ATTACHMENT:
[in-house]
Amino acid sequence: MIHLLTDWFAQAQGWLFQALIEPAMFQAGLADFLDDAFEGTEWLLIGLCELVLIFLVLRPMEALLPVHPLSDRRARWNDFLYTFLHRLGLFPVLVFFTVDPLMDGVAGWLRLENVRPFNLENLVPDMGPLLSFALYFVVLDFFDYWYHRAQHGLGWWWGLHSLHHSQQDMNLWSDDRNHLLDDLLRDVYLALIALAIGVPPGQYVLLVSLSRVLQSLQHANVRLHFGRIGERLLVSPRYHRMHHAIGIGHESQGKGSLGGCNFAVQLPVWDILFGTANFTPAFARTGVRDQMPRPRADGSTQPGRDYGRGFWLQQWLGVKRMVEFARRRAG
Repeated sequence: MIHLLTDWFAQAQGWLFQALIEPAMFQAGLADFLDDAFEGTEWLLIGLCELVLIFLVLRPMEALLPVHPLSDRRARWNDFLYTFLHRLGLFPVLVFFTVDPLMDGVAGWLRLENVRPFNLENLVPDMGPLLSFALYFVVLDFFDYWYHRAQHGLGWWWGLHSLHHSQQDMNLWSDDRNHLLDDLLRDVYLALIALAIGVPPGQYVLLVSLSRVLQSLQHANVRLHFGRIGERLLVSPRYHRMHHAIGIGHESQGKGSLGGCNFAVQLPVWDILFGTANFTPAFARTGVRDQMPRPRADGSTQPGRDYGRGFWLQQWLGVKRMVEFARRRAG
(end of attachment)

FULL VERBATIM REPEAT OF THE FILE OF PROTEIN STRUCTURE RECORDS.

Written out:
[in-house]
Amino acid sequence: MIHLLTDWFAQAQGWLFQALIEPAMFQAGLADFLDDAFEGTEWLLIGLCELVLIFLVLRPMEALLPVHPLSDRRARWNDFLYTFLHRLGLFPVLVFFTVDPLMDGVAGWLRLENVRPFNLENLVPDMGPLLSFALYFVVLDFFDYWYHRAQHGLGWWWGLHSLHHSQQDMNLWSDDRNHLLDDLLRDVYLALIALAIGVPPGQYVLLVSLSRVLQSLQHANVRLHFGRIGERLLVSPRYHRMHHAIGIGHESQGKGSLGGCNFAVQLPVWDILFGTANFTPAFARTGVRDQMPRPRADGSTQPGRDYGRGFWLQQWLGVKRMVEFARRRAG
Repeated sequence: MIHLLTDWFAQAQGWLFQALIEPAMFQAGLADFLDDAFEGTEWLLIGLCELVLIFLVLRPMEALLPVHPLSDRRARWNDFLYTFLHRLGLFPVLVFFTVDPLMDGVAGWLRLENVRPFNLENLVPDMGPLLSFALYFVVLDFFDYWYHRAQHGLGWWWGLHSLHHSQQDMNLWSDDRNHLLDDLLRDVYLALIALAIGVPPGQYVLLVSLSRVLQSLQHANVRLHFGRIGERLLVSPRYHRMHHAIGIGHESQGKGSLGGCNFAVQLPVWDILFGTANFTPAFARTGVRDQMPRPRADGSTQPGRDYGRGFWLQQWLGVKRMVEFARRRAG